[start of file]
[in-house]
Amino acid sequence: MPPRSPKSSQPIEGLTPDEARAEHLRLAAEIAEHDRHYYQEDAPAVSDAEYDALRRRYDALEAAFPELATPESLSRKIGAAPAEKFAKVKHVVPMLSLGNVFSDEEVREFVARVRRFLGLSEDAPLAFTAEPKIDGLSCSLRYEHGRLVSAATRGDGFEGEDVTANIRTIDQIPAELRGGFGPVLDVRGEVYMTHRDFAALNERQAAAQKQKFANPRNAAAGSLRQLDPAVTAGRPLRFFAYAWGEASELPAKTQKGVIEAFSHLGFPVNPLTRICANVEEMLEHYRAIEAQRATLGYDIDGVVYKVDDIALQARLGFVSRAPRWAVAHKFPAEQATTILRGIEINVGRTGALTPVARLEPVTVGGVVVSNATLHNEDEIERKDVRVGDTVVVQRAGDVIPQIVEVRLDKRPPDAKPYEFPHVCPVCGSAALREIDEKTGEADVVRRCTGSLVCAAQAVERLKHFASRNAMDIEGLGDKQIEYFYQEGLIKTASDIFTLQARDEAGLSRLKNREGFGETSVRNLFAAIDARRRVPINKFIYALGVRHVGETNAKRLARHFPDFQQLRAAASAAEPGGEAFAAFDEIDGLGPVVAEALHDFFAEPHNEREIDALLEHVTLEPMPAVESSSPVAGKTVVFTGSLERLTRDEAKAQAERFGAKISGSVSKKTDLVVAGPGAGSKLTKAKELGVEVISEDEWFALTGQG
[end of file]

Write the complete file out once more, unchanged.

[in-house]
Amino acid sequence: MPPRSPKSSQPIEGLTPDEARAEHLRLAAEIAEHDRHYYQEDAPAVSDAEYDALRRRYDALEAAFPELATPESLSRKIGAAPAEKFAKVKHVVPMLSLGNVFSDEEVREFVARVRRFLGLSEDAPLAFTAEPKIDGLSCSLRYEHGRLVSAATRGDGFEGEDVTANIRTIDQIPAELRGGFGPVLDVRGEVYMTHRDFAALNERQAAAQKQKFANPRNAAAGSLRQLDPAVTAGRPLRFFAYAWGEASELPAKTQKGVIEAFSHLGFPVNPLTRICANVEEMLEHYRAIEAQRATLGYDIDGVVYKVDDIALQARLGFVSRAPRWAVAHKFPAEQATTILRGIEINVGRTGALTPVARLEPVTVGGVVVSNATLHNEDEIERKDVRVGDTVVVQRAGDVIPQIVEVRLDKRPPDAKPYEFPHVCPVCGSAALREIDEKTGEADVVRRCTGSLVCAAQAVERLKHFASRNAMDIEGLGDKQIEYFYQEGLIKTASDIFTLQARDEAGLSRLKNREGFGETSVRNLFAAIDARRRVPINKFIYALGVRHVGETNAKRLARHFPDFQQLRAAASAAEPGGEAFAAFDEIDGLGPVVAEALHDFFAEPHNEREIDALLEHVTLEPMPAVESSSPVAGKTVVFTGSLERLTRDEAKAQAERFGAKISGSVSKKTDLVVAGPGAGSKLTKAKELGVEVISEDEWFALTGQG